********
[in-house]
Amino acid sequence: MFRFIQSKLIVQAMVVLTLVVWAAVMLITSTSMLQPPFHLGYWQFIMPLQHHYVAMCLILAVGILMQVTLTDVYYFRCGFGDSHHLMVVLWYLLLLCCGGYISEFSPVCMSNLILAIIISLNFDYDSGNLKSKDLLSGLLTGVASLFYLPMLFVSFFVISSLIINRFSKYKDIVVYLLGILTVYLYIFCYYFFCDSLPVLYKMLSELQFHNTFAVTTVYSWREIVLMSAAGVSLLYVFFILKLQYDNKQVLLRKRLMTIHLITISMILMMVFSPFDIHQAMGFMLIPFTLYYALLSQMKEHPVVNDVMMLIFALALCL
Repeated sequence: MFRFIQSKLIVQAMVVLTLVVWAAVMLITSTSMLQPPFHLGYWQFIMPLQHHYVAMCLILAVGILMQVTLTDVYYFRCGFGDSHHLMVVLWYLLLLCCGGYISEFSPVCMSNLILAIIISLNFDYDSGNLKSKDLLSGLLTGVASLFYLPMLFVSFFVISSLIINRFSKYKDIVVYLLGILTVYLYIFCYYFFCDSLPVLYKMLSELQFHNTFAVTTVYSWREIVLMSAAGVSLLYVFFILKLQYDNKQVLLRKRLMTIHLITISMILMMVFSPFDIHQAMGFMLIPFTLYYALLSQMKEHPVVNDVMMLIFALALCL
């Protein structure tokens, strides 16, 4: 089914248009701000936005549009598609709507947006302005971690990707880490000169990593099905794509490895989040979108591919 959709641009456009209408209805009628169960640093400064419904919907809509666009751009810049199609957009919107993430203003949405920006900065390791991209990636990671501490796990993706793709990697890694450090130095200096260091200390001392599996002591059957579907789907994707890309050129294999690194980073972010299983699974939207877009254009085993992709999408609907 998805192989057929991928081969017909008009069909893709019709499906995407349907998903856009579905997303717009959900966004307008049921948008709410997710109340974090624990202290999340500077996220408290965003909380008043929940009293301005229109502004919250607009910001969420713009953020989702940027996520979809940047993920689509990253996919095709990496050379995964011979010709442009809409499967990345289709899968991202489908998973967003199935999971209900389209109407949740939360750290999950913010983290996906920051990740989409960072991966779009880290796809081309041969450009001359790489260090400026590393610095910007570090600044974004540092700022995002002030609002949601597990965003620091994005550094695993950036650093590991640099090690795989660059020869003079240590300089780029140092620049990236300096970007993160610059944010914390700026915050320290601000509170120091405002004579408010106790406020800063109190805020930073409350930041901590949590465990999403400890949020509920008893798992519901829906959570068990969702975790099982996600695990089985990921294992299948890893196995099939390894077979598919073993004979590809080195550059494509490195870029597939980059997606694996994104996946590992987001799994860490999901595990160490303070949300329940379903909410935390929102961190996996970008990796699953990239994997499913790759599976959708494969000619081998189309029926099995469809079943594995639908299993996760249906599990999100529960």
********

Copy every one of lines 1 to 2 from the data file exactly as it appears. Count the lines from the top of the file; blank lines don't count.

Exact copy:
[in-house]
Amino acid sequence: MFRFIQSKLIVQAMVVLTLVVWAAVMLITSTSMLQPPFHLGYWQFIMPLQHHYVAMCLILAVGILMQVTLTDVYYFRCGFGDSHHLMVVLWYLLLLCCGGYISEFSPVCMSNLILAIIISLNFDYDSGNLKSKDLLSGLLTGVASLFYLPMLFVSFFVISSLIINRFSKYKDIVVYLLGILTVYLYIFCYYFFCDSLPVLYKMLSELQFHNTFAVTTVYSWREIVLMSAAGVSLLYVFFILKLQYDNKQVLLRKRLMTIHLITISMILMMVFSPFDIHQAMGFMLIPFTLYYALLSQMKEHPVVNDVMMLIFALALCL